Briefly describe your daily job duties.
I run a nonprofit called Sarah’s Guest House. We are a healthcare hospitality home that provides lodging, transportation, meals and comfort to patients and families of patients receiving medical care in Central New York. I oversee all operations including directing staff and leading our organization. This includes developing and furthering community relationships, fundraising, managing house operations and developing and administering a budget.
As a person who stutters, share the most challenging part of your job.
I am constantly challenged in my job when speaking. Each day, I must communicate with my staff, our volunteers, and the 1,000+ guests who stay at our house annually. Not to mention our partners, donors, and supporters. I often speak in the community about our organization. This requires me to present at local hospitals, churches, events, and anytime outreach is needed. At times I am only given a few minutes to tell someone or a group of people about our organization and I must make sure I am using my time wisely and articulating our mission properly.
Did you self-disclose your stuttering during the job hiring process? If so, how did you do it and how do you currently disclose your stuttering to unsuspecting co-workers, clients and or customers?
I did self-disclose. My resume noted that I am the leader of the Syracuse chapter of the National Stuttering Association, and I spoke about it during my interviews. I knew the job would require the Executive Director to be the face of the organization and be comfortable speaking in front of large groups of individuals on behalf of Sarah’s Guest House. I described my plethora of experience speaking to local audiences about stuttering including giving a TEDx Talk in 2014.
I don’t always disclose my fluency disorder to everyone I speak with. It depends on my day and the situation. If I feel an additional amount of pressure (on top of the usual everyday pressure), I may say that I a person who stutters, “please be patient as I articulate my message.” This is especially true if it’s an important meeting and I’m asking someone to make a donation or pledge to Sarah’s Guest House and I want their full attention. I almost always mention my stuttering when presenting in the community or speaking at an event. I believe this helps put both my audience and myself at ease so they are not wondering why I might be struggling to communicate in a way they might be used to hearing. This also offers me an opportunity to educate the public in regards to stuttering, which I believe I am called to do.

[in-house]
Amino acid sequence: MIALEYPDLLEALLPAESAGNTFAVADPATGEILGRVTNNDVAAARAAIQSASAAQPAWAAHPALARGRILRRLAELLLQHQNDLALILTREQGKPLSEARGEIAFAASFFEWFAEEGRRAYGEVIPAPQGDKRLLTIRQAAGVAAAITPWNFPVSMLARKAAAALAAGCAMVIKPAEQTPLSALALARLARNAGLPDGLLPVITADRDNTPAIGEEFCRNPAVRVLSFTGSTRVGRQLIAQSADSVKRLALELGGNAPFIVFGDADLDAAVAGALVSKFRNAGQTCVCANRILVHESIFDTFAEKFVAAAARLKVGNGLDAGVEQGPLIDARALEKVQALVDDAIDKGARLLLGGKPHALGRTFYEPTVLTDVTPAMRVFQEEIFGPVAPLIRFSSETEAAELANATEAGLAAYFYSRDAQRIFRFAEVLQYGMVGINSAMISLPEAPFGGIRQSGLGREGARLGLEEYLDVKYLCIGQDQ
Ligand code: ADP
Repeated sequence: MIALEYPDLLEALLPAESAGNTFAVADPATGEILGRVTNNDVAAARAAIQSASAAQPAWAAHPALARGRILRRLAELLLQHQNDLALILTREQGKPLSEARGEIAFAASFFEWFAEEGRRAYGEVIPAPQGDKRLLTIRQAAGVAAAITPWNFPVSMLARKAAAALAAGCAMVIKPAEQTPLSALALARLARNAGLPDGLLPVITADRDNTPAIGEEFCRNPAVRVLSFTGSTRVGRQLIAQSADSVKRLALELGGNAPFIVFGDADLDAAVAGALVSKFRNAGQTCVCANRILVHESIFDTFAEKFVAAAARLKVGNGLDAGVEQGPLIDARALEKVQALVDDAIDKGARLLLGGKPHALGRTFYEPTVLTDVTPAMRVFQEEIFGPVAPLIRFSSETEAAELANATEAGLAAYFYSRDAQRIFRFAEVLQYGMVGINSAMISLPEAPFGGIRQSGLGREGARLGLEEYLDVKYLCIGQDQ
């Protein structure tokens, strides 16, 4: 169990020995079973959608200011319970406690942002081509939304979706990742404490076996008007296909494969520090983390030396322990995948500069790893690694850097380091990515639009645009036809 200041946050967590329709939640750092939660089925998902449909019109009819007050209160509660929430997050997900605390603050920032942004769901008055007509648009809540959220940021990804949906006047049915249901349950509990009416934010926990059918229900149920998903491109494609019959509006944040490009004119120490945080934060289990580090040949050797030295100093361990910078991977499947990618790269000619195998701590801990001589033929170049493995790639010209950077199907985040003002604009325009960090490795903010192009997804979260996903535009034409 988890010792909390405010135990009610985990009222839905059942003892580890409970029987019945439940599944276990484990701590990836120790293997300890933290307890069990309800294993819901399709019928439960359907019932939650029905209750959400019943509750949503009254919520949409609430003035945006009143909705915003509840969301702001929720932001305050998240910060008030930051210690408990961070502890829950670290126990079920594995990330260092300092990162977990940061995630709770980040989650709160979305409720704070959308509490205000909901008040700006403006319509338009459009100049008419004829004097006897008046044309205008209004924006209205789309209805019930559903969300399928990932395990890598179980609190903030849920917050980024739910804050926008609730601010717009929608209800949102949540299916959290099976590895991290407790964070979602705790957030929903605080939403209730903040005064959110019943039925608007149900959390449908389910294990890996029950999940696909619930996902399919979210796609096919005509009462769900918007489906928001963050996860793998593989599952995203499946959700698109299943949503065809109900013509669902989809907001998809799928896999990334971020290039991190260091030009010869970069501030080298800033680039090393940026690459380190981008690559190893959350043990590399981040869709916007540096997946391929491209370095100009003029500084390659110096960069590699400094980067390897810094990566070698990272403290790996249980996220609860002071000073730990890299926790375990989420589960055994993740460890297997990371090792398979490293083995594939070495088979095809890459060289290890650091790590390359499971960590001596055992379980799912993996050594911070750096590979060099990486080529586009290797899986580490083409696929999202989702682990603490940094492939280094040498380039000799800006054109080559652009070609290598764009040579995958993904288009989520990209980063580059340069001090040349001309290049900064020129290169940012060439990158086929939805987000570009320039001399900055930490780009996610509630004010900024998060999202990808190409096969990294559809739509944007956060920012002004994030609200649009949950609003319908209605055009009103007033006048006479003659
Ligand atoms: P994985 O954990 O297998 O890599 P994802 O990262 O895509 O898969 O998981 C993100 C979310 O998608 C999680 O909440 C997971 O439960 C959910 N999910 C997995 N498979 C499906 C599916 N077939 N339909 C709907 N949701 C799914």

Describe how stuttering makes you a better, more valued contributor at work.
The guests who stay at Sarah’s Guest House are typically going through one of the most difficult situations in their life when they decide to stay with us. It is of dire importance that we as staff and volunteers are able to show an ability to understand and share the feelings of another – to be empathic. I believe that there is no group of people more empathic than individuals who stutter.
I also believe that in a fast-paced, perfection seeking world, being the leader of an organization as a person who stutters allows me to flip the script. My staff, volunteers, board members, and those around me know that I am not seeking perfection, but rather a commitment to do the best we can in a manner that shows respect for our duties and those we are serving.
What is your proudest moment at your current company?
This past year was one of the hardest in my career. Leading a healthcare organization during the middle of a pandemic was very stressful. Our largest fundraising event had to be cancelled and we had to pivot plans to raise enough funds to continue operating the house. This led us to holding several smaller virtual fundraisers during 2020 including a one-week digital campaign we called ‘Fund the House.’ This unique campaign raised over $30,000 in one week utilizing only social media.
Our campaign was nominated and selected as the Central New York Business Journal’s NONPROFIT AWARDS Outstanding Fundraising Event of 2020 with the award criteria being “running an innovative and unique event which engaged donors, board members, volunteers and staff to further the organization’s mission.”
What are your long-term career aspirations?
I am in the career I feel I was called to be in. I have always known I have wanted to give back to the public and my community. I hope to be blessed enough to do so for many more years.
What’s your best advice for people who stutter just entering the workplace and for those in a career striving to achieve greater success?
It’s interesting, when I was younger and even into my early 20s, I never talked about stuttering. It wasn’t until I was introduced to the National Stuttering Association while in graduate school that I felt I needed to be more open with myself and others. I decided I wasn’t going to let my stutter control me any longer. My life took a 180-degree turn and I began down a path that led me to being able to use my voice to advocate for others. I know everyone who stutters, stutters differently, and has a different story. But I would encourage you to never sell yourself short. Always advocate for yourself and be open with those around you. You are the next leader and you have an opportunity to educate others – go for it!